Saturday, October 13, 2007

dE_sign MuSeuM . :
Gives one a good idea of what happens when design becomes absolutely can try this at home, though some images look really sharp they wont cut you! they only cut logic.

Take a normal photograph, run a program that finds pixels on the photograph which correspond with the co-ordinates of your maternal uncles house, then divide it with the clients visa card number...then skew, stretch and intensively explore (by now one starts wondering...explore what?) explore form and space ofcourse! and lets not forget layers of time.

Then for taste add in some words which start with 'Morpho', 'Meta' or if one craves linguistic adventures then even 'Morbo'. By now i assume before you sits a model that is so totally unsustainable, demands high resources for its construction and has absolutely no connection with what exists around, great! now get yourself some really good banks and structural engineers...

Sarcasm aside i think some building designs may be good but the process followed seems to be so acontextual that i just dont get it and its just not one architect but a whole lot of people here who imagine form to be plasticin clay ready to be explored at the hands of an architect with a capital A.

Till now i have liked Terry Farrel's Urban Design proposals in the latest Architectural Review. It atleast looks at the city and the number of people, density etc. Sustainability is also a BIG thing here...every new project is always questioned for sustainability, for the 2012 olympics it seems they are planning to reuse even bricks from the rubble from demolition and land a lot of architectural and UD students have grass growing on rooftops and fans that generate electricity. funny.

Sunday, October 07, 2007

Peter Cook

I attended a lecture by Peter Cook, one of the few celebrity architects associated with the Bartlett (UCL). The lecture was called “Gossip and everything in the past 2 years” where he spoke about his practice spanning right from the good old days of the Archigram to the recent Graz museum. He was an absolute performer, great timing and a nasty laugh. He looked like Charles Correa, but a lot more shorter, animated and comfortable (besides being dressed in black top to bottom). And on that particular evening I think, ‘Sir’ Peter Cook was on a roll! He spoke about anyone and everyone and amazingly even bitched (I don’t even know why am I so surprised in spite of being aware that it is something that is inherently embedded within our practice), before an audience of some 300 odd people, as he slotted every other architect and architecture around the world in good, bad and the ugly, he was simply hilarious!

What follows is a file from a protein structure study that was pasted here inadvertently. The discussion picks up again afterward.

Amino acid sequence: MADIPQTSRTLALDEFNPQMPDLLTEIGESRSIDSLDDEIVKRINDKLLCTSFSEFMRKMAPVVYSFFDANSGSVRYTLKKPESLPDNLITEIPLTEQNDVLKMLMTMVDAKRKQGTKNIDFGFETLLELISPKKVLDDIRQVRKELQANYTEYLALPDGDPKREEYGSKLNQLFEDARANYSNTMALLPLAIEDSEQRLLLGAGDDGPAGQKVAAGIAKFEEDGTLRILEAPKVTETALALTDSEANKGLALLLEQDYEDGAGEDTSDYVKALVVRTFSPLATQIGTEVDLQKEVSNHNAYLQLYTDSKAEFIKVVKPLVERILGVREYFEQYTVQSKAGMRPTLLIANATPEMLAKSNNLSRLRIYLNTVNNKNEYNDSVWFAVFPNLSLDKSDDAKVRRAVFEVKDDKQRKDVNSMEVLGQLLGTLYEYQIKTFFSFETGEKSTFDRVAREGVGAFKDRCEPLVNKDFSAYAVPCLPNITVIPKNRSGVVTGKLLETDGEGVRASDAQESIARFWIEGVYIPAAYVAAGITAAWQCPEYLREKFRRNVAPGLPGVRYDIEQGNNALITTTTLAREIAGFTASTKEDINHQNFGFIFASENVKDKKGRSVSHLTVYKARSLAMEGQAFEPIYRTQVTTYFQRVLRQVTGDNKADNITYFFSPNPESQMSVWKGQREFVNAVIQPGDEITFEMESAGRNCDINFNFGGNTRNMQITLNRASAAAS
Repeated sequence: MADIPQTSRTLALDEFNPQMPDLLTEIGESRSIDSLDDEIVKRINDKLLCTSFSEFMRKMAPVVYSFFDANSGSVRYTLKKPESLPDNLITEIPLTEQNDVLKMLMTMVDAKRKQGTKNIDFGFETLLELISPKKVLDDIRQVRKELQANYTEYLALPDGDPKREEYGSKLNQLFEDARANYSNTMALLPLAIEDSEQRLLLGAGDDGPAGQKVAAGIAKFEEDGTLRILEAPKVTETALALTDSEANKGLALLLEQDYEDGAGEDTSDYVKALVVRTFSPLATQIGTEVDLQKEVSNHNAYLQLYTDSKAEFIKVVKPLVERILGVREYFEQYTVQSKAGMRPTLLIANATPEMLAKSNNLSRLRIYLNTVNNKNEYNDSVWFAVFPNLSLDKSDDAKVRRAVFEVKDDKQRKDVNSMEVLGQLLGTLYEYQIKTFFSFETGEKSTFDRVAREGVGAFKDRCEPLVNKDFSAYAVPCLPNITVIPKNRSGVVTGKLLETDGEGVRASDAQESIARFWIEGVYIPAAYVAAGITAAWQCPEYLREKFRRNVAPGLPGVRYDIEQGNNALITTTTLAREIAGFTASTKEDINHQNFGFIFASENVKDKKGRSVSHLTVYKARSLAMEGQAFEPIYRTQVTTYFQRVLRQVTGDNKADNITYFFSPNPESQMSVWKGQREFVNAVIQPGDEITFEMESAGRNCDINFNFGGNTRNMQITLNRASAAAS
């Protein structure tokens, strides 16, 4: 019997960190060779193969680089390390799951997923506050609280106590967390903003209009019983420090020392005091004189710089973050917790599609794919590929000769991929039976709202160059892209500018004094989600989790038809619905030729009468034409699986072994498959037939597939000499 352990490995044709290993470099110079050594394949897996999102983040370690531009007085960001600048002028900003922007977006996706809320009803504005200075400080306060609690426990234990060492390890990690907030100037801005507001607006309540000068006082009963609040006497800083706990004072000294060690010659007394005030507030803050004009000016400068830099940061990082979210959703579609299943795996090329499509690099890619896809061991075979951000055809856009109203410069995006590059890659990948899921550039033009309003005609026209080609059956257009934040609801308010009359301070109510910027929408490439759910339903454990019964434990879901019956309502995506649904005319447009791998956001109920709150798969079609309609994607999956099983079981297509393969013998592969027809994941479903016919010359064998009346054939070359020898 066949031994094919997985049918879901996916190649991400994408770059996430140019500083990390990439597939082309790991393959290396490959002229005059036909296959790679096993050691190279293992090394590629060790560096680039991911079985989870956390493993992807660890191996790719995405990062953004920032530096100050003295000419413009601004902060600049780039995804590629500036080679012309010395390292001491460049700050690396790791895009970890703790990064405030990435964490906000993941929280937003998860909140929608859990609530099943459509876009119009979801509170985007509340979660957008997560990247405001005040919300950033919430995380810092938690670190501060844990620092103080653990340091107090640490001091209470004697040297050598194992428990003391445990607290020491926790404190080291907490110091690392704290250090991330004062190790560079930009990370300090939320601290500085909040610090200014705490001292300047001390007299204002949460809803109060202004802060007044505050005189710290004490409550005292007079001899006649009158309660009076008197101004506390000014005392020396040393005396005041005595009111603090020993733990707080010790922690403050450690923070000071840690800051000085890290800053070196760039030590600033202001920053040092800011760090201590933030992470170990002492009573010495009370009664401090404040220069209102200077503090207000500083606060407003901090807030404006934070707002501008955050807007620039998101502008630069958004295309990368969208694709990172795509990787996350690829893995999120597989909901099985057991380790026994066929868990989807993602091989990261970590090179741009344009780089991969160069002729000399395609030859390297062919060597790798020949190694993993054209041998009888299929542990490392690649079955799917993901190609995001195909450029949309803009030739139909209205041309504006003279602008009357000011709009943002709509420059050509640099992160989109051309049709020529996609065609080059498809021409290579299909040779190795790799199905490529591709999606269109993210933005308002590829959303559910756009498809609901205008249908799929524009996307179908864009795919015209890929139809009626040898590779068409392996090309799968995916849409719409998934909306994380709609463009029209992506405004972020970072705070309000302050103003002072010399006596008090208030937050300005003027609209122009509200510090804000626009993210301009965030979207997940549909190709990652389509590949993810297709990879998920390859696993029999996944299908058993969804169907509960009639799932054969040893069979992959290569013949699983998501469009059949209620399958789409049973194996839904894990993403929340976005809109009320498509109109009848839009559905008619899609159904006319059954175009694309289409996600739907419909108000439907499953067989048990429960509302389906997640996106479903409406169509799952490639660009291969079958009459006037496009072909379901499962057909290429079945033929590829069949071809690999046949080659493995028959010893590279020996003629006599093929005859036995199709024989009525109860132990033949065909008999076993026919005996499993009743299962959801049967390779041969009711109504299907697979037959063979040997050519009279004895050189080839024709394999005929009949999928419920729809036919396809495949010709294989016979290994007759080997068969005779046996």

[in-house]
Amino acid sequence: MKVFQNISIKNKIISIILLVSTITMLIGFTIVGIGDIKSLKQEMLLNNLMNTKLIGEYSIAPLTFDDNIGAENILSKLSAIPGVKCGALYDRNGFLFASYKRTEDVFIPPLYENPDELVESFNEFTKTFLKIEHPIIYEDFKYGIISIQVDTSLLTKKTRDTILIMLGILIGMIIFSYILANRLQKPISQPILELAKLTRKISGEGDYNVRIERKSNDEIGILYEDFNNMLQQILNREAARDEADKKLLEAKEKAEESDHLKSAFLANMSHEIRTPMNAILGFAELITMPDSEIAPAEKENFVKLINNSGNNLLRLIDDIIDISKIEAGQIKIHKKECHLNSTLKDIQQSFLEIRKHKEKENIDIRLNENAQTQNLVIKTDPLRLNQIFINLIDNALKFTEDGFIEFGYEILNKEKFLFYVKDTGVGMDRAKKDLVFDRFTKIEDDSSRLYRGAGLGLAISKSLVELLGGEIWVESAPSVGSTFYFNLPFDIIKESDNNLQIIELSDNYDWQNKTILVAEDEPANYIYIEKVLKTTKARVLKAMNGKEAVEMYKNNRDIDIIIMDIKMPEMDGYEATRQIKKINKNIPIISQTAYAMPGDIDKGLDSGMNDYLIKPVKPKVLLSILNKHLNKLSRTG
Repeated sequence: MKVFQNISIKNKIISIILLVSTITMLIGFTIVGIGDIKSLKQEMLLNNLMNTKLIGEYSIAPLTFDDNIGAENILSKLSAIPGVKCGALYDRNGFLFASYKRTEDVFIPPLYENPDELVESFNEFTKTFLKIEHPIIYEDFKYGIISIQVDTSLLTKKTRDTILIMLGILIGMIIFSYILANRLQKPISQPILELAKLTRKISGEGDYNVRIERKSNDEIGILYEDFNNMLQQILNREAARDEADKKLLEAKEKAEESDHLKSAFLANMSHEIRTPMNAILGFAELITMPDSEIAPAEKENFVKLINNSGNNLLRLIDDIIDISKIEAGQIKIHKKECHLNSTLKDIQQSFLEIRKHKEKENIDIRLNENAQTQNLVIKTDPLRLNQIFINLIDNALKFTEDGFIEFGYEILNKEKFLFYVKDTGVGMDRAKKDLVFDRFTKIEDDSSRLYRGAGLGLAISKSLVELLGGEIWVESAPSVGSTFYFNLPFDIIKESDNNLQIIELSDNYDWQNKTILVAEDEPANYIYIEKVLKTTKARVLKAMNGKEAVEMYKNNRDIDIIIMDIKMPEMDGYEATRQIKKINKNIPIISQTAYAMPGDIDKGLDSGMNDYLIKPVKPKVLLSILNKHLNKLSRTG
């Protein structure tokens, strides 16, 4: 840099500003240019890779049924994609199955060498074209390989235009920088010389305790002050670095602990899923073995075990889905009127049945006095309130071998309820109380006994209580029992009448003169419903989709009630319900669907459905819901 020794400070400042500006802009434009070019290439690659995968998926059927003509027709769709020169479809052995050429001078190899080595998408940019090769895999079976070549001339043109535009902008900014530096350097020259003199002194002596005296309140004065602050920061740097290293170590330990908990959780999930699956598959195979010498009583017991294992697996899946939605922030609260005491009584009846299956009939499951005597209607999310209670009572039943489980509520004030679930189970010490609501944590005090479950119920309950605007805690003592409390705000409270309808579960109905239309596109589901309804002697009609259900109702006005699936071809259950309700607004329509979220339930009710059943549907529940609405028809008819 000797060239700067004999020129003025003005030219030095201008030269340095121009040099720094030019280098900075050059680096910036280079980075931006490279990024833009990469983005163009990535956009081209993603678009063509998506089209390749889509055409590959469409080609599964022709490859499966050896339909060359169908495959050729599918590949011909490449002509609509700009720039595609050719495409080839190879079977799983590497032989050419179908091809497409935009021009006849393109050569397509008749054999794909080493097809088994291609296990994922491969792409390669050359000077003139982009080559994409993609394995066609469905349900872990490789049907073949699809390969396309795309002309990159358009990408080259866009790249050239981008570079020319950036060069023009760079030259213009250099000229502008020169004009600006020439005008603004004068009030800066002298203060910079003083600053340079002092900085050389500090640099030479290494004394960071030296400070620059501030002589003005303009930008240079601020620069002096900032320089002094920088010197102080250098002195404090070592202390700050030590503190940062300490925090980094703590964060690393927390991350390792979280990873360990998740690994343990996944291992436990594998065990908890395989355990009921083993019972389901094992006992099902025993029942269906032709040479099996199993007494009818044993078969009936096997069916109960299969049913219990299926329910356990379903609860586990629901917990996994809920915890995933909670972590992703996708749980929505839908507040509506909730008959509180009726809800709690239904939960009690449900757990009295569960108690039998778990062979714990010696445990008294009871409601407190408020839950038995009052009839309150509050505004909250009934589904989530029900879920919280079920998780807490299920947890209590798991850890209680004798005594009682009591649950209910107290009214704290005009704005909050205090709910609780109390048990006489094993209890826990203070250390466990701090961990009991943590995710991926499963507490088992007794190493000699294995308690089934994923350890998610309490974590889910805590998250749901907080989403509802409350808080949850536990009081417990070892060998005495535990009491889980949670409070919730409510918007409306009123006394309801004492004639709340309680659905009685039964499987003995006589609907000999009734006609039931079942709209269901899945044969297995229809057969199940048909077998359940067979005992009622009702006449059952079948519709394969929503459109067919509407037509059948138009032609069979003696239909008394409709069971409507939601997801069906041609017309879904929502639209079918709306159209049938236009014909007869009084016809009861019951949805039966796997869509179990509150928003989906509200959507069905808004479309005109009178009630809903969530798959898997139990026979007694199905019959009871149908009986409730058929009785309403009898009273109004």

He narrated this incidence wherein he was called for a building opening which was a tower shaped like a twisted torso, designed by Calatrava and explained that how they were not even allowed inside the building but instead invited inside a white tent next to it, which had photographs of the building. He then spoke about how bored he was of MVRDV and had fell asleep during one of their data-scape-analysis presentation. At the end of it I had realized the lecture was superbly true to its title…and I totally enjoyed it.
But filtering all the bitching out, he made some points that were quite interesting…about the notion of iconographic building, where he was damn funny! He said these days everyone who has the money to finance, wants something iconic…even if they are getting a coffee shop done or installing a small bench along the sidewalk they want it to be ‘iconic’. Then he spoke about the practice of architecture and the trend of redevelopment of old city areas (where he appealed to save Canary Warf from such redevelopment monstrosities) as he showed slides of images with huge HSBC bank and other banks that have taken over the area…it was a nice lecture, nothing new…but nice.